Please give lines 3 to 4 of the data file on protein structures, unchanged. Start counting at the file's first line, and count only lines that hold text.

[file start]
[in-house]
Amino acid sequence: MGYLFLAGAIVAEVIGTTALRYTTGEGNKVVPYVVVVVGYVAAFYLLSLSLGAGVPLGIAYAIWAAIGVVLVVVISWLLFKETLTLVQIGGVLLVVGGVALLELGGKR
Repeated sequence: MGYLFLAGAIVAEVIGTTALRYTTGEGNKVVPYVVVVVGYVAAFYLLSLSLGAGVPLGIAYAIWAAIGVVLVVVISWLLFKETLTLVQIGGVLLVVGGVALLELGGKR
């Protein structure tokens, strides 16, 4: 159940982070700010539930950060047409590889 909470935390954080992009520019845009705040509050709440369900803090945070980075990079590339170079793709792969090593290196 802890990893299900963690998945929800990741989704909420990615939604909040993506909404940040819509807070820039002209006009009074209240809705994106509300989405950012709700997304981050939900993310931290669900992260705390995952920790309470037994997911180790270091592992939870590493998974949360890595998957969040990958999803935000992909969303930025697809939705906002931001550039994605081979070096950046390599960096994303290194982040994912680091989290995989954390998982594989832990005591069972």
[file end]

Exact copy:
Repeated sequence: MGYLFLAGAIVAEVIGTTALRYTTGEGNKVVPYVVVVVGYVAAFYLLSLSLGAGVPLGIAYAIWAAIGVVLVVVISWLLFKETLTLVQIGGVLLVVGGVALLELGGKR
């Protein structure tokens, strides 16, 4: 159940982070700010539930950060047409590889 909470935390954080992009520019845009705040509050709440369900803090945070980075990079590339170079793709792969090593290196 802890990893299900963690998945929800990741989704909420990615939604909040993506909404940040819509807070820039002209006009009074209240809705994106509300989405950012709700997304981050939900993310931290669900992260705390995952920790309470037994997911180790270091592992939870590493998974949360890595998957969040990958999803935000992909969303930025697809939705906002931001550039994605081979070096950046390599960096994303290194982040994912680091989290995989954390998982594989832990005591069972």